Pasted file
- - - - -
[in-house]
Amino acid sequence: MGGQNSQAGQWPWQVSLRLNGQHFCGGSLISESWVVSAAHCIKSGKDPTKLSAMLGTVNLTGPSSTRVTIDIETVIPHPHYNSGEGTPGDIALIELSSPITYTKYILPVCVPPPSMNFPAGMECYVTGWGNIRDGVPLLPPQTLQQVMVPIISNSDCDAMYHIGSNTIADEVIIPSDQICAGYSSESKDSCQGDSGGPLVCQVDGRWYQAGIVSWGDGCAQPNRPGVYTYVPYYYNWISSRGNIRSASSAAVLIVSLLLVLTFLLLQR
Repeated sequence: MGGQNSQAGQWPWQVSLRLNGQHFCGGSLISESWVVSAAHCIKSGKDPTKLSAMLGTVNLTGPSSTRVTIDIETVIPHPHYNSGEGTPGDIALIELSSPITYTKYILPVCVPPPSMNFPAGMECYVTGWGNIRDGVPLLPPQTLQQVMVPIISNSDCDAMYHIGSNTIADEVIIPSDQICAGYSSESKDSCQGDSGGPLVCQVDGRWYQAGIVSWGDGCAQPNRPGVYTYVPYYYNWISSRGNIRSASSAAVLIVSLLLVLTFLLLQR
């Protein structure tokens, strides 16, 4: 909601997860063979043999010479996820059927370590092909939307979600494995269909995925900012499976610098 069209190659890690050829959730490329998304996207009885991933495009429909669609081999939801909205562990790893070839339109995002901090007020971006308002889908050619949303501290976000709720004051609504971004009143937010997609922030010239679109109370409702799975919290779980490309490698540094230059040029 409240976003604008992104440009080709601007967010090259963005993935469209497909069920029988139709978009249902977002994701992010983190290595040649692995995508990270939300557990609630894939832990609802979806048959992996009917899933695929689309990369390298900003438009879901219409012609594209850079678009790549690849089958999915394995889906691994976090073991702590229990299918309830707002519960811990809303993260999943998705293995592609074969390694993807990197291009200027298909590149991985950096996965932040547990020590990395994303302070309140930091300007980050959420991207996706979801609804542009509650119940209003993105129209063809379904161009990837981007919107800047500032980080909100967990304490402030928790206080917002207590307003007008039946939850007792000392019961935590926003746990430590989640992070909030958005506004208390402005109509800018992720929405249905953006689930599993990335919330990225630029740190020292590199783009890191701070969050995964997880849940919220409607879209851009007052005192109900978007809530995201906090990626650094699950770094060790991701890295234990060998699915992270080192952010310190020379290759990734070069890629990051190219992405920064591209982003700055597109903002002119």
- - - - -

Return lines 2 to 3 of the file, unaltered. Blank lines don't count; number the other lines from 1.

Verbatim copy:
Amino acid sequence: MGGQNSQAGQWPWQVSLRLNGQHFCGGSLISESWVVSAAHCIKSGKDPTKLSAMLGTVNLTGPSSTRVTIDIETVIPHPHYNSGEGTPGDIALIELSSPITYTKYILPVCVPPPSMNFPAGMECYVTGWGNIRDGVPLLPPQTLQQVMVPIISNSDCDAMYHIGSNTIADEVIIPSDQICAGYSSESKDSCQGDSGGPLVCQVDGRWYQAGIVSWGDGCAQPNRPGVYTYVPYYYNWISSRGNIRSASSAAVLIVSLLLVLTFLLLQR
Repeated sequence: MGGQNSQAGQWPWQVSLRLNGQHFCGGSLISESWVVSAAHCIKSGKDPTKLSAMLGTVNLTGPSSTRVTIDIETVIPHPHYNSGEGTPGDIALIELSSPITYTKYILPVCVPPPSMNFPAGMECYVTGWGNIRDGVPLLPPQTLQQVMVPIISNSDCDAMYHIGSNTIADEVIIPSDQICAGYSSESKDSCQGDSGGPLVCQVDGRWYQAGIVSWGDGCAQPNRPGVYTYVPYYYNWISSRGNIRSASSAAVLIVSLLLVLTFLLLQR